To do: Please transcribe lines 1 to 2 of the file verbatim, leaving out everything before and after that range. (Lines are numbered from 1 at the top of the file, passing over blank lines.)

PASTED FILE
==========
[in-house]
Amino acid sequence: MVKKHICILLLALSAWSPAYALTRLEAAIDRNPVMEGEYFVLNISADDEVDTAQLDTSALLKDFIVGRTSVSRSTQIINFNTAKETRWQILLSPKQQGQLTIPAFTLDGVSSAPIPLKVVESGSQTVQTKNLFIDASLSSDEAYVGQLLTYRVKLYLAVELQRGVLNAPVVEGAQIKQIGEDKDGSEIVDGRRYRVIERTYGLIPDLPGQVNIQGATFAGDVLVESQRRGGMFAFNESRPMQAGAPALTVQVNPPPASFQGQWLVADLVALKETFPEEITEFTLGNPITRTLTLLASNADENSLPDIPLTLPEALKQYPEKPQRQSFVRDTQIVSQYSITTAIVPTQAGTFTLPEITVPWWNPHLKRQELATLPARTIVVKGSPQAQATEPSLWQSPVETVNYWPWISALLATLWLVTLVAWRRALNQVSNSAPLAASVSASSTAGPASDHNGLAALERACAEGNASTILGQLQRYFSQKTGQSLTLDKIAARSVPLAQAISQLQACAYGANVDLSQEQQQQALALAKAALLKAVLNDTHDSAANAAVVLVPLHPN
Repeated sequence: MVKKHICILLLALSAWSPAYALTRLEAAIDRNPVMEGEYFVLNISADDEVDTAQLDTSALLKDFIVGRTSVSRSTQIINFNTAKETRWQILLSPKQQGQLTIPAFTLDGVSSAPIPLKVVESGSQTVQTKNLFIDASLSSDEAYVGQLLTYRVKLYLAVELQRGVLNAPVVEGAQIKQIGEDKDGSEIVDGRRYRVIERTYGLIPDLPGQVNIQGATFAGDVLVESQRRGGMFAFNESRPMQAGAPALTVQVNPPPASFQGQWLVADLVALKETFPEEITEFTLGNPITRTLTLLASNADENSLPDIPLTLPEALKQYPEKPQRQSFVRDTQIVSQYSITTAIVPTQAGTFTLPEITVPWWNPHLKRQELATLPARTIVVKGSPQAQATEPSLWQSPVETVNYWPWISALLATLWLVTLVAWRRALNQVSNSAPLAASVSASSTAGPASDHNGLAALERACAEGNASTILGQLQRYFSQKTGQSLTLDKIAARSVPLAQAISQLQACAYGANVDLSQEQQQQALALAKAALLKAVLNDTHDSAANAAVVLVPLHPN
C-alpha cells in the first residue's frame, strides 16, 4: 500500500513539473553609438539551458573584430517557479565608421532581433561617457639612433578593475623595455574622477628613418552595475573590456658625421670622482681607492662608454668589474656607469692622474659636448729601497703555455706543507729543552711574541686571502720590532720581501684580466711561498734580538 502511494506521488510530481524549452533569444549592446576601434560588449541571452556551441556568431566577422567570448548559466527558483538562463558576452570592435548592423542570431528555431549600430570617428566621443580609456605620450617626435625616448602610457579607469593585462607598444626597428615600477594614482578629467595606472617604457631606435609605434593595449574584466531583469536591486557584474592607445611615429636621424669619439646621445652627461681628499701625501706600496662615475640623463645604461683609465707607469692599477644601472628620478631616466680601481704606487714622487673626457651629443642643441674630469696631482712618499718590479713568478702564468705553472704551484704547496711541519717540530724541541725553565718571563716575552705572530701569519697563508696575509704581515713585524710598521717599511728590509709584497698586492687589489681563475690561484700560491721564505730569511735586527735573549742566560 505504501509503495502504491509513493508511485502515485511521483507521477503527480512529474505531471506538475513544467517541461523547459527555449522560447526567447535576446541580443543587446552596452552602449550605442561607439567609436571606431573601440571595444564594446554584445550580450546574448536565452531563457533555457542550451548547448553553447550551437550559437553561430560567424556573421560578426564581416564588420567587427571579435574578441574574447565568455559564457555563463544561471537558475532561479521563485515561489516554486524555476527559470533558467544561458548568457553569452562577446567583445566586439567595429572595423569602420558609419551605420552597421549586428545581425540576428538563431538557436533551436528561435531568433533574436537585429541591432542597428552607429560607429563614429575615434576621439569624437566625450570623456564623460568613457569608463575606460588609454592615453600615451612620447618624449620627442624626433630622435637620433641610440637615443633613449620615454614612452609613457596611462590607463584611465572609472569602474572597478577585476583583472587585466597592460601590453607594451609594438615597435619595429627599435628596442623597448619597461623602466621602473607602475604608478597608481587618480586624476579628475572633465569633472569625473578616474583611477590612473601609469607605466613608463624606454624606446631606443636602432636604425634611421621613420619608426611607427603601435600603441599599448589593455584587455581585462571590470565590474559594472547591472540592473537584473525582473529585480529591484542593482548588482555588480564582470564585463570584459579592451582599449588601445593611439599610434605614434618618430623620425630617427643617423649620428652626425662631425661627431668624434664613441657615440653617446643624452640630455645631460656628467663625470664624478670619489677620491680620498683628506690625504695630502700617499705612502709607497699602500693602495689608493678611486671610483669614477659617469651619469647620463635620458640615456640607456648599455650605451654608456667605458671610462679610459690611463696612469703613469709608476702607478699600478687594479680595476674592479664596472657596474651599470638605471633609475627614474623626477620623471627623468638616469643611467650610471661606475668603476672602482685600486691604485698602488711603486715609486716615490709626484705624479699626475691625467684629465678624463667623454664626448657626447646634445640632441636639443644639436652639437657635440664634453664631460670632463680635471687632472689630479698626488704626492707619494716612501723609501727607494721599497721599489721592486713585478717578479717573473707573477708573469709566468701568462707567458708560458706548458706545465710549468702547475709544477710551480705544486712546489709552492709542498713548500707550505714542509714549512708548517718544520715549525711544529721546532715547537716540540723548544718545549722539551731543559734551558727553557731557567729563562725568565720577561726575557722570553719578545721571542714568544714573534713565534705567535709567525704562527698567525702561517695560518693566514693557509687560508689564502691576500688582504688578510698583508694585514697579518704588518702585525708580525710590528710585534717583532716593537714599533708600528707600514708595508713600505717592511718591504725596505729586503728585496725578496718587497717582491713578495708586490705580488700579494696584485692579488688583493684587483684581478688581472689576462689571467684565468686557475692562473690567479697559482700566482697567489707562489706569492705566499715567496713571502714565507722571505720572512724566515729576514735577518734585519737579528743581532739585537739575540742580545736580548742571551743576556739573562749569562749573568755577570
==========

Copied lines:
[in-house]
Amino acid sequence: MVKKHICILLLALSAWSPAYALTRLEAAIDRNPVMEGEYFVLNISADDEVDTAQLDTSALLKDFIVGRTSVSRSTQIINFNTAKETRWQILLSPKQQGQLTIPAFTLDGVSSAPIPLKVVESGSQTVQTKNLFIDASLSSDEAYVGQLLTYRVKLYLAVELQRGVLNAPVVEGAQIKQIGEDKDGSEIVDGRRYRVIERTYGLIPDLPGQVNIQGATFAGDVLVESQRRGGMFAFNESRPMQAGAPALTVQVNPPPASFQGQWLVADLVALKETFPEEITEFTLGNPITRTLTLLASNADENSLPDIPLTLPEALKQYPEKPQRQSFVRDTQIVSQYSITTAIVPTQAGTFTLPEITVPWWNPHLKRQELATLPARTIVVKGSPQAQATEPSLWQSPVETVNYWPWISALLATLWLVTLVAWRRALNQVSNSAPLAASVSASSTAGPASDHNGLAALERACAEGNASTILGQLQRYFSQKTGQSLTLDKIAARSVPLAQAISQLQACAYGANVDLSQEQQQQALALAKAALLKAVLNDTHDSAANAAVVLVPLHPN